i think this week's NxLevel class represents the epitome of why there is such a thing as a business class for creative entrepreneurs to begin with... sometimes the topics we discuss in class remind me 1) why creative artistry was a natural path for me and, 2) why we creative-types often aren't naturally gifted in the art of business, respectfully.
i mean, we create artistic works and people are supposed to be interested. right? and if they buy? even better! apparently, that's not exactly how it works in the realm of enterprise. those MBA hotshots say there should actually be someone who WANTS to buy what you're selling before you decide to go into business for yourself. i'm like... wha???
welcome, dear satellite readers (all three of you), to the fascinating world of market analysis and customer research.
our first guest speaker this week was matt herndon, a research manager at market analysis firm corona insights. launched in 1999, corona specializes in market research, strategic consulting and customer analytics.
when discussing the importance of customer research, herdon says there is no better resource for a business to develop new ideas than its customers. they're the ones using your products and services and they're the ones who can tell you what's working verses what isn't. in addition, customer analytics becomes an extremely useful tool in minimizing a company's risk (on multiple levels), improving products and services, measuring an operation's success or improving its marketing message. another great way to utilize the information obtained from various customer-related research is the ability to differentiate your business from your competitor(s).
herdon stressed what he calls the "five P's" of market analysis: product, place (location), positioning, price and promotion. each of these areas can be improved upon with data interpretation through quality customer research. what is quality research? read on...
herdon says there are several ways a start-up business can analyze its customer base. inexpensive methods like a simple conversation or comment cards are informal ways to obtain qualitative information. quantitative (measurable) results can also be informally achieved through feedback questionnaires or reviewing purchasing trends.
more formal methods, like those offered by corona insights, include customer interviews, focus groups and usability studies. and, even more formal and measurable techniques for gathering quality customer information include the creation and tracking of user surveys, customer segmentation analysis and demographic data. (see why we creatives never excel in this stuff? i'm actually tuning MYSELF out right now...)
some of the more intricate methods of acquiring customer data can be rather expensive - we overheard matt tell the class that a focus group (depending on the nature of the project) can cost upwards of $10k or more. but herndon did say there are low/no cost research alternatives for entrepreneurs on a tight budget. first, capitalize on the "informal" methods discussed above. it doesn't cost a thing to sit for a few minutes and actually listen to what your customers have to say. secondly, take advantage of public information posted by the US Census, the state demographer and department of transportation (for traffic studies) and academic publications. and, he says, don't overlook the importance of local libraries and librarians. where have we heard that before?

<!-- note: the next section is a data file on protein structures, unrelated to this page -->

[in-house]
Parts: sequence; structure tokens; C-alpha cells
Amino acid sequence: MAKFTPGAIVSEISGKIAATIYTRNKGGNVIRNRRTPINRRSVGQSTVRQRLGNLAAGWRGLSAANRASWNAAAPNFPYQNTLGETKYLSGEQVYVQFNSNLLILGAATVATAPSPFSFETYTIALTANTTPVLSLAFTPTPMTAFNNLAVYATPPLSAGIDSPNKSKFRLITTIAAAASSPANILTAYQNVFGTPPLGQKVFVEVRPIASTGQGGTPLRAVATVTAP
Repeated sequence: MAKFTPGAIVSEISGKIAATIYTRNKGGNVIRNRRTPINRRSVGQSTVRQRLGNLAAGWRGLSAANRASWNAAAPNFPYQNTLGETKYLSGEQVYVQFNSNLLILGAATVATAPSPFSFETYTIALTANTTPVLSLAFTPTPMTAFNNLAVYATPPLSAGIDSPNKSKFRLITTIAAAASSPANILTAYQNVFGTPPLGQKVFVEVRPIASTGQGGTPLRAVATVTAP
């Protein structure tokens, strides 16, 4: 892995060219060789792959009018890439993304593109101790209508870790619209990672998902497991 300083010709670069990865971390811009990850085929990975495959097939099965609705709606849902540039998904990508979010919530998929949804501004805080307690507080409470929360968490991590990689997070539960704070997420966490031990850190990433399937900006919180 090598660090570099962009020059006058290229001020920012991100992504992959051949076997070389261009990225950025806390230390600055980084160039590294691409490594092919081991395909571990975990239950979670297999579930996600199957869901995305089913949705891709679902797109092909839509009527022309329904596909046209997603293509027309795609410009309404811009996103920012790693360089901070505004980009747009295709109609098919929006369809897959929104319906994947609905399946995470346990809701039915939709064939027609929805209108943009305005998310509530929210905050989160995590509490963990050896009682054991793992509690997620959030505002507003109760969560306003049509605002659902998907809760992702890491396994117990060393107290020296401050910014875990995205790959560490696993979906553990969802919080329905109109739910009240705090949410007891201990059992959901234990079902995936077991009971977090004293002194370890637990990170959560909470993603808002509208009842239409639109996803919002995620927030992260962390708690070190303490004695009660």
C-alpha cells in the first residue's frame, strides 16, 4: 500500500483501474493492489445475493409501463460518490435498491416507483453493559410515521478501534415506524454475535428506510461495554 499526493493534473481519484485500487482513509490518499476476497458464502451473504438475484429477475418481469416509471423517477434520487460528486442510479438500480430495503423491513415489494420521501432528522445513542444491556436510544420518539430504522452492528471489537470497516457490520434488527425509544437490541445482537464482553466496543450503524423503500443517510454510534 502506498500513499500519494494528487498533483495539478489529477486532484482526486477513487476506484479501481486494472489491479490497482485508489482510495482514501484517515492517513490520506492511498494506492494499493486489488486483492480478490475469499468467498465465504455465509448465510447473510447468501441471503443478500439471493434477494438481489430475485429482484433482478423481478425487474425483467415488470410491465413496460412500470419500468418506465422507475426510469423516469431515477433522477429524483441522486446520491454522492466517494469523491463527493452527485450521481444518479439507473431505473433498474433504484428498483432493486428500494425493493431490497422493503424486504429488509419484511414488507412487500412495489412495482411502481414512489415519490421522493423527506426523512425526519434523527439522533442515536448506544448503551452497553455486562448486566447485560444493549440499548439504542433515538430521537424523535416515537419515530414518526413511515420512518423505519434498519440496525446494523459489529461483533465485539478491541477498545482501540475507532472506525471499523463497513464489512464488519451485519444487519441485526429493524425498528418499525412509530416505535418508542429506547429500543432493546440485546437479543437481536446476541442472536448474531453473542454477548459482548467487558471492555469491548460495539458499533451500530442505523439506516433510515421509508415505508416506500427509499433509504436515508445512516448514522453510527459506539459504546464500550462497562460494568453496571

this week we also heard from fusionbox's ivy hastings. fusionbox is a denver-based interactive web-development agency specializing in search engine-friendly sites and social media marketing, among other services. the firm's director of business development, hastings' presentation helped to enlighten the NxLevel class on gauging a start-up's market demand via targeted online research.
it sounds quite elementary, but a business should determine if the products and services it is offering are actually in demand. theoretically the answer is 'yes,' which hastings says leads to a natural progression of questions: in this market, 1) who is ranking at the top of the search engines? 2) who is advertising online? 3) who is currently generating buzz? and 4) how will you compete with those who are already where you want to be?
according to hastings, there are a few different ways to find your website at the top of a google search. the easiest of course is to pay to be there. the sponsored links at the top of a google search are just that - companies that have paid the search engine to sponsor certain keyword searches. however, hastings says, start-ups may not have the funds to afford this kind of exposure. and, she says, people don't trust the sponsored links as much anyway. so a small company must enhance its search engine friendliness organically by becoming an authority in its industry. this comes by increasing the amount of pages that link to your site and building up several pages within your own site that repeatedly discuss relevant topics.
as the NxLevel class is learning (along with the greater business community at large), social media is changing the face of internet activity and web-driven commerce. hastings says small businesses need to use this e-paradigm shift to their advantage. she says business owners should utilize "internet listening" to tap into the current conversation surrounding your industry and your company. there are sites, like socialmention.com and trackur.com, that allow you to enter key words and find out where on the internet they are being discussed and what's being said about them.
unique tools that an enlightened business owner can use to learn how their companies/products/services are being perceived. check out those links to find out what's being said about you...